Kind promise: I will reinvent whimsically.
I spent two days last week in Minneapolis’ beautiful St. Mark’s Episcopal Cathedral listening to a diverse batch of women get real about God.
There were a thousand of us packed between the old stone walls. Every now and then, I imagined the ghosts of turn-of-the-century Minnesotan Episcopalians lowering their brows and straightening their spines as the speakers wrestled and ranted and lamented and swore at and with their God.
I’ve been squirming with Christianity lately. I’ve been feeling so invited and comforted, delighted and challenged by my Buddhist meditation teachers that I’ve been considering leaving the faith. “Why Christian?” was more than a conference title for me. It was a real question.
The Christianity I see around me is so often about exclusion and self-righteousness or plodding, well-intentioned protection of the status quo, I want to run away from it. It wears me down and I am not at a point in my life where I have anything left over for spirit-sucking obedience.
What I heard last week reminded me of why I want to claim the Christian story.
This idea of a God who took on mortal flesh not to gain power over some poor human woman (viz. Jupiter et al), but to “share our common lot” is… Well… Life-changing. This God makes holy our helpless babyhood, consecrates our hunger and thirst and anger and pain and sends us out with instructions to love and serve and bring justice. This is a God I want to know better. Especially as a person in a disabled – therefore culturally devalued – body, having an embodied God is transformative.
The story of a God of resurrection is important for me too. I want a God who calls me up from despair, who reminds me that what looks like death need not be, who defies the expectations and limitations of others.
This Christian God calls me into the world to work for justice and love others. With this God, I cannot be comfortable and safe. “Being a Christian is living at the fulcrum of your fear,” said Emily Scott in my favorite of many slices of wisdom from the conference. “That’s where Jesus does his best work.”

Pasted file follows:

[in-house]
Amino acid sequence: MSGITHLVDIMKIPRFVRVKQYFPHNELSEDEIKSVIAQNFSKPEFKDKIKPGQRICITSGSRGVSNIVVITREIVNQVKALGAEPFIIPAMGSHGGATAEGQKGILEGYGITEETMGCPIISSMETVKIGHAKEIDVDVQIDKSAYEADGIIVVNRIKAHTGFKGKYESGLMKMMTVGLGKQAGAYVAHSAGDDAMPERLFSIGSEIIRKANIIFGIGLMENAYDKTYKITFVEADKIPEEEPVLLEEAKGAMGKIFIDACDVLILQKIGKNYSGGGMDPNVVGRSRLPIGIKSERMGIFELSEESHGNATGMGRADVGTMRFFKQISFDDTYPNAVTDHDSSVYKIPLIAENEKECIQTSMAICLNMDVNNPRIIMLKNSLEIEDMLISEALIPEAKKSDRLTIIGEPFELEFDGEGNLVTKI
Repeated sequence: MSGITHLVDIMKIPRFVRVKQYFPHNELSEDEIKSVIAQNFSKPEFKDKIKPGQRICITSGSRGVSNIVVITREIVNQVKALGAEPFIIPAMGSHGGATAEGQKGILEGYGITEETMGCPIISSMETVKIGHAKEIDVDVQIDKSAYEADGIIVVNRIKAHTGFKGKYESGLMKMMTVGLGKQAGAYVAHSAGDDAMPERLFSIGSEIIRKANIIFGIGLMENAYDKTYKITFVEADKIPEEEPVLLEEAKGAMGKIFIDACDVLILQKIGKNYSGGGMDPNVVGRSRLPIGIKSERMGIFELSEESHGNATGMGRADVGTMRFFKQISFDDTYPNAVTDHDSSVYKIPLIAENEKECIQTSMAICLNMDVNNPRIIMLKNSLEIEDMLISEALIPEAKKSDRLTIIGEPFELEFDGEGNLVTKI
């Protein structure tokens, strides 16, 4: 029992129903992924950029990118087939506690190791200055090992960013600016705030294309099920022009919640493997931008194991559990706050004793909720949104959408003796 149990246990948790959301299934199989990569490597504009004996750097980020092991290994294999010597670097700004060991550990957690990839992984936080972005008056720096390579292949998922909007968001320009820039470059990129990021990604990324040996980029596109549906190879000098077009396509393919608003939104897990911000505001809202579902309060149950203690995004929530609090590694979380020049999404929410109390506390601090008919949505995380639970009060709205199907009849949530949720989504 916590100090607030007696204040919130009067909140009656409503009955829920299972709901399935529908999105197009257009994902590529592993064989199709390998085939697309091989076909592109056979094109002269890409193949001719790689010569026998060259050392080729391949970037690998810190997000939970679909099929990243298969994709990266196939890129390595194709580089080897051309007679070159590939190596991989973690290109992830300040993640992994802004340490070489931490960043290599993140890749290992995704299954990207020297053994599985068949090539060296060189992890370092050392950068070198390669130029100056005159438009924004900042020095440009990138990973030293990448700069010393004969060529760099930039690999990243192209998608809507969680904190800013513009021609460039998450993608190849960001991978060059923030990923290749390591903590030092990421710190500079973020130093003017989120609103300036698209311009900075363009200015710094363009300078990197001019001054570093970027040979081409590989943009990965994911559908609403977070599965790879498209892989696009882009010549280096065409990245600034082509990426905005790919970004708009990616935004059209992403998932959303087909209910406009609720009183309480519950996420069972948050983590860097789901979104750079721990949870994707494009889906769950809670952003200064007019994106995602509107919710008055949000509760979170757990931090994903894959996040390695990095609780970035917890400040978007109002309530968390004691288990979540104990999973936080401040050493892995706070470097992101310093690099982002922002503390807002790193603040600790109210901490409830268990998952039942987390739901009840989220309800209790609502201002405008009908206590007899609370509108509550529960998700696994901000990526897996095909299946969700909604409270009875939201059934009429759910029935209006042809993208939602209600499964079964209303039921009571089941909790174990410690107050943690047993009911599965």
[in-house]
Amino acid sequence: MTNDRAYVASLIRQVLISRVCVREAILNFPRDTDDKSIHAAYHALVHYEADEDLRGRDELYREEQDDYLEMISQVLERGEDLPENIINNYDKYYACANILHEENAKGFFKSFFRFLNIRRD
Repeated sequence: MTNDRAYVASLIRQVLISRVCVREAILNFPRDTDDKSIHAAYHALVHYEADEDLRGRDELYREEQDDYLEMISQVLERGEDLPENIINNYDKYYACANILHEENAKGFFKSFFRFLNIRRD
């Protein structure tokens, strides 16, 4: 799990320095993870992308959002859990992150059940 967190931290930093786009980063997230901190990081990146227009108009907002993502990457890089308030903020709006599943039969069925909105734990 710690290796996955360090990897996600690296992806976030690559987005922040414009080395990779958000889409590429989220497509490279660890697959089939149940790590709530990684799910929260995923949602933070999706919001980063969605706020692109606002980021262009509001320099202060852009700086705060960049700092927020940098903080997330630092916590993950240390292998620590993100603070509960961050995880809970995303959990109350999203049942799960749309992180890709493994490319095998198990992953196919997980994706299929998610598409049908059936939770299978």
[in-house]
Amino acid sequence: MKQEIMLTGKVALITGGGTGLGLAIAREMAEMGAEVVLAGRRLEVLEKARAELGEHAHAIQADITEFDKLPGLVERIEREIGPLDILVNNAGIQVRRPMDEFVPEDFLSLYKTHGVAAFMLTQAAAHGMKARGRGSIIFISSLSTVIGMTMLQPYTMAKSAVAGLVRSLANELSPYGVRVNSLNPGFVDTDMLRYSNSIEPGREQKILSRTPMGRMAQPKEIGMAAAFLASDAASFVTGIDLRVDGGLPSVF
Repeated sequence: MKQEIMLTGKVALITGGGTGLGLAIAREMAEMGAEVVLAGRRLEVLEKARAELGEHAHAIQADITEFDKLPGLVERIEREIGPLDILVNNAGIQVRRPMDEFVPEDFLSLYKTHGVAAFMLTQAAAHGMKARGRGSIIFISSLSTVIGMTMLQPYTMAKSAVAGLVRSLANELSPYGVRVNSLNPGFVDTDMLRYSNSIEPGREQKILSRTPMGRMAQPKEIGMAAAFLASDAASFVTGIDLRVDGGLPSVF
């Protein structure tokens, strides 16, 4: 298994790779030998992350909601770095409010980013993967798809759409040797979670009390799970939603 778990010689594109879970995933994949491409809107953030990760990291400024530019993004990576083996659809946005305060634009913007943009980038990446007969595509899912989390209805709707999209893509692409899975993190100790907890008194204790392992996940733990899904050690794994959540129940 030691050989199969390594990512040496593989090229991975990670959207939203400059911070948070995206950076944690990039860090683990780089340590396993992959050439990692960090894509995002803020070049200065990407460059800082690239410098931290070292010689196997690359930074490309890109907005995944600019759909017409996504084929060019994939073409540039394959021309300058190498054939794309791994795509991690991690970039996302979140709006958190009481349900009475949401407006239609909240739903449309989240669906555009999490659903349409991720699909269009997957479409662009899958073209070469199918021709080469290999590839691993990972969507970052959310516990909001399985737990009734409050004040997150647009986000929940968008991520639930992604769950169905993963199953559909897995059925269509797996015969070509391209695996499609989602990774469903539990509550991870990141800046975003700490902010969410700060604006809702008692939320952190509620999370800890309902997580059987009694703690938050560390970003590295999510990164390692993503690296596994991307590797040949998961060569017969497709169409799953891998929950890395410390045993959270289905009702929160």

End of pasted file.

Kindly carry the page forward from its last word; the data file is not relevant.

My challenge, then, is to find ways to live this faith without getting suckered into arguments over which translation said this, what committee needs to do that and whether we should allow food in the sanctuary.
When I sit down to meditate, my Buddhist teachers have taught me to pay attention to my body: feet on the floor, hands resting on my thighs, spine straight, chin tucked. I have internalized a checklist that allows me to move my focus to my breath.
What would a Christian checklist – one that allows me to focus on Jesus’ teachings – look like?
I want to plant my feet on justice and human dignity, open my arms to embrace all God’s children with my hands humbly empty. (So often we Christians mistakenly want to give you what we think you need.) I want to hold my spine strong enough to withstand cultural judgments and pressures and supple enough to respond to the improvisational urgings of the Holy Spirit. I want to open my eyes and ears and heart to the beauty of God’s world and the cries of God’s people.
Before we left the Cathedral, we celebrated communion. We remembered our embodied, resurrecting, risky God. Our voices polished smooth the stone ceiling of the Cathedral and my faith was reclaimed and renewed. Could be those Episcopalian ancestors cracked some smiles…